What things do you do to support someone who is seriously ill?

Discussion in 'Chit Chat' started by JLH, Mar 9, 2007.

  1. JLH

    JLH New Member

    Note: the following post is from "Paging Dr. Gupta's Blog". Dr. Gupta is CNN's Chief Medical Correspondent.

    Handling a Friend's Diagnosis,
    by Jen Pifer, Senior Producer, Medical News

    Sitting on my desk is a get-well card. It's addressed and stamped, but the inside is blank. A woman I know recently learned she has cancer. She's not a close friend, but her gentle spirit and beautiful smile always have touched me. I want her to know that if she needs anything, I am her girl, but I don't want to appear too nosy. I also want to be optimistic, yet I don't want to come off as a "Pollyanna." After all, cancer is serious business.

    Not exactly sure what to do, I called Christine Miserandino. She is the founder of butyoudontlooksick.com. Christine has lupus and she talks with other seriously ill people all the time. "People get weird," says Christine. "Often they think you don't want to do the same things you did before, like get your nails done or go to the movies... but as I remind people, it's the same me." Christine also offers these suggestions:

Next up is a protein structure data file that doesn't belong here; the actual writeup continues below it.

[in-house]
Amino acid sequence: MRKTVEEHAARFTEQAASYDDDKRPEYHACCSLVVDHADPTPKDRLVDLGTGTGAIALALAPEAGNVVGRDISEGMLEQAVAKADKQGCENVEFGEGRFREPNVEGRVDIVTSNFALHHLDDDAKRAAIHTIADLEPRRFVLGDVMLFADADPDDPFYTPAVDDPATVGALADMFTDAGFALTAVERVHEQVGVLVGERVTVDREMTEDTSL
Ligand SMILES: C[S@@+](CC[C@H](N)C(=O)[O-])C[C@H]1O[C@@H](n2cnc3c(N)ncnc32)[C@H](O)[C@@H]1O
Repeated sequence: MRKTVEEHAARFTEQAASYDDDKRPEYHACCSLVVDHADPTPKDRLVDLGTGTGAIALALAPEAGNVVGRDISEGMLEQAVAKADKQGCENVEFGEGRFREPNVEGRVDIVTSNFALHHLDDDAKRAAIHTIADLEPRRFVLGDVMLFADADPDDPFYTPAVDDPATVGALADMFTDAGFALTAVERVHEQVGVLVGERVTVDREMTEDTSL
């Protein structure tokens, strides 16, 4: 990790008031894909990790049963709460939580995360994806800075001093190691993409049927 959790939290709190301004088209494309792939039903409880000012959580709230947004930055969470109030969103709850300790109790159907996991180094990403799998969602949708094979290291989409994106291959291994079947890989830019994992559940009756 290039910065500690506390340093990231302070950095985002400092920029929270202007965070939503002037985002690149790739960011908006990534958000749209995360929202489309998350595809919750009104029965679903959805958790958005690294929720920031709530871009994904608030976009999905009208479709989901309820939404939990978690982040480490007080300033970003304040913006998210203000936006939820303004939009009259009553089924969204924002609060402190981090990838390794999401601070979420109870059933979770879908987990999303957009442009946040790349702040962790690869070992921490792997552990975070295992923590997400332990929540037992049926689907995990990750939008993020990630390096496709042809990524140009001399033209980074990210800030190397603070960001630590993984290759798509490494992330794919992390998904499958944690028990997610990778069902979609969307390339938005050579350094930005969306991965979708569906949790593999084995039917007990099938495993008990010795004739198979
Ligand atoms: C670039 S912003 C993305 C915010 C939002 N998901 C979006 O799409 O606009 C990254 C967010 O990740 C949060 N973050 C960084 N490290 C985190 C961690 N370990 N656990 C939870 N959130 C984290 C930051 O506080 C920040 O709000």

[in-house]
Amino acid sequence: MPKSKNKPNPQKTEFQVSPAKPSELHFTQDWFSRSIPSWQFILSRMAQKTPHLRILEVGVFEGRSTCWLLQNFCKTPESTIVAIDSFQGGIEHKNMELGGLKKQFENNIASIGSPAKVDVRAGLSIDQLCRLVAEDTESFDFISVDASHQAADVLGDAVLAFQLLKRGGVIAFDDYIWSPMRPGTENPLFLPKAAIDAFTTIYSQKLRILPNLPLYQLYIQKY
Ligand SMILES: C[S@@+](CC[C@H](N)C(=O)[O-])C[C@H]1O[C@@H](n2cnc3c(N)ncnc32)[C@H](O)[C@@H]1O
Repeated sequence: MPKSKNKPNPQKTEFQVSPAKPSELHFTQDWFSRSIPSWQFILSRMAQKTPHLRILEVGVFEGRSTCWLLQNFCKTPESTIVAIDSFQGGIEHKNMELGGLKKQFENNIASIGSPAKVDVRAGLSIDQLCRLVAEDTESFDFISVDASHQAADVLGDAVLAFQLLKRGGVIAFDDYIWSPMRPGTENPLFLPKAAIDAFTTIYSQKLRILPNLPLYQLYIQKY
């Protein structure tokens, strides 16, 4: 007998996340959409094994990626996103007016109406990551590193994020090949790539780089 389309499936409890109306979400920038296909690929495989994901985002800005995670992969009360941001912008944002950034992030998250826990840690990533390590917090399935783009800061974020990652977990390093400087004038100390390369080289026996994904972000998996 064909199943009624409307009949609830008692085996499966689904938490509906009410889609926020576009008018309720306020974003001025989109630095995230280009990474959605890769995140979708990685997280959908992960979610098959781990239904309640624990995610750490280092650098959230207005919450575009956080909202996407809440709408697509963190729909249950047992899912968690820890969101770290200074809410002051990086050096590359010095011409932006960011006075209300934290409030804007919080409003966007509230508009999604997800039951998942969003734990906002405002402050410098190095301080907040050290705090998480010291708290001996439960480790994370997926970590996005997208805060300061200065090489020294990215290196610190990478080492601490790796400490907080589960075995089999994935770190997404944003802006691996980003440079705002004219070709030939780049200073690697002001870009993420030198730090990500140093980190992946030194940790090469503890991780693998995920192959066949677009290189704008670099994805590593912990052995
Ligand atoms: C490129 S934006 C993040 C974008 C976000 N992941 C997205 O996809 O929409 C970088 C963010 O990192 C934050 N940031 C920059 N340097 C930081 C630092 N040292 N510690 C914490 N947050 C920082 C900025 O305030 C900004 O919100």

1) Forget the flowers - think more practical. "What girl doesn't love flowers?" says Christine. But after a while, the house or hospital room may start looking like a mortuary. Christine suggests buying a gift certificate for something your friend needs, like a maid or grocery-delivery service. Remember when people are sick, energy is low and money is often tight.

    2) When visiting, come prepared. Boredom is often a side effect of illness. When visiting, bring something you can do together, like a movie or a game. Christine says she started making scrapbooks and it was a great way to think about happy times.

    3) Do your research. Find out whether your friend is on a special diet or is craving a special treat. Also some hospitals don't allow balloons or flowers. Some treatments can also mess with the sense of smell, so before you invest in bath supplies or candles, ask.

    4) Call Ahead. Know your friend's schedule, when he or she gets treatment or is sleeping. Also, even if you have made plans, call an hour before, to make sure they are still up for a visit.

    5) Get real. When Christine's lupus was diagnosed, it drove her crazy how some people would pussy foot around the diagnosis. "Don't tell me I will feel better. I might not." Christine has a wicked sense of humor, so she designed a shirt with the words "Lupus Sucks." That shirt, she says, built bridges with her lupus brethren and broke the ice with countless other people.

    That card is still sitting on my desk, but I now know what I will write.

    What are some things you do to support someone who is seriously ill? Have you ever been annoyed by a well-meaning friend when you were sick?